The acaule project

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tnyr5

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Location
Pennsylvania, USA
I've been watching a large stand of Cyp. acaule grow on the mountain behind my town for several years now. I've always been content to let nature take its course, but thanks to a really nasty winter last year and some jerk gouging a 4-wheeler path right through the middle of the colony, their numbers are dwindling. So, this year, I've decided to give them a little help. I figured it's better to do outcrosses than self/sib the few remaining plants, so I searched around at locations far from "my" colony.
Interesting observations: I've found them in two habitats.
The typical place I find them is near the summits of our low (barely 1000ft) mountains, in very sandy (looks to be finely crushed granite) soil with a bit of forest loam. Mountain laurel and lowbush blueberry are good indicator plants, as these higher elevation clones don't seem to prefer certain trees as much as the next ones. These are almost always single growths. Out of the thousands of this type I've seen, only once did I find a three-flowered clump. For the purposes of this post, let's call these type 1.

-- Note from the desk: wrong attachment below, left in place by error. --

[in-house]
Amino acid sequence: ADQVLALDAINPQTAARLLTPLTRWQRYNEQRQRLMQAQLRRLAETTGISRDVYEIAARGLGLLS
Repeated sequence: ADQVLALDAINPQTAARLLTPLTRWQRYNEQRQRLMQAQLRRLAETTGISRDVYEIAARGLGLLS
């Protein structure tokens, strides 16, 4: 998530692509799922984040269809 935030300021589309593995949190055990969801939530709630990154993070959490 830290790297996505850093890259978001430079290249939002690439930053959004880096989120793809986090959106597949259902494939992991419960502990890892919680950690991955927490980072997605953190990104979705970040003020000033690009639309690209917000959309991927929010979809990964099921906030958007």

The second type grows near the base of mountains in rich woodland and prefers to grow under/near conifers, especially fir trees. This type seems to clump much more readily, and I've found plants with up to six flowers. We'll call these type 2.

Here's what I chose for pollen parents (all measurements in cm)
#1 (type 2) apologies for the blur, damn mosquitoes
20150517_185823.jpg

Ns 8.2 x 8.2
DS 1.5
Synsepal 1.8
PW 1.2
Pouch 5.2v x 2.6h
I picked this clone for its wide petal spread, nice pouch color, and relatively vertical dorsal.

#2 (type 2)
20150517_194555.jpg

Ns 7.6 x 8.1
DS 2.0
Synsepal 2.2
PW 1.3
Pouch 6.5v x 3.8h
Don't let the measurements fool you, this is a massive, intensely colored flower. This one was a clump of 3 stems.
#3 (type 1)
20150520_174831.jpg

Ns 7.1 x 8.8
DS 1.2
PW .9
Synsepal 1.5
Pouch 5.5v x 2.5h
This flower is interesting, it's smaller and paler than the other two, but of all the Cyp. acaule I've ever seen, this is the first one I can call "flat". The dorsal sticks straight up and is on the same plane as the petals.

And, just for fun, here are some of the big clumps I saw. I passed them over for pollen because the flowers were inferior.
20150517_193220.jpg

That's it for now. I'll update when I choose the pod parents.
 
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Interesting to see the variations, Tony! I'm guessing that the fair amount of variation is due to the environmental differences.

I'm not sure what you mean by "better" or "help", but are you trying to get seeds and grow them for yourself? From the biological point of view, plants can show lots of local adaptation. There are studies showing that the adaptation could occur within a couple hundred meters. So breaking the local adaptation by introducing genes from different populations could be unwelcome (by plants' view point).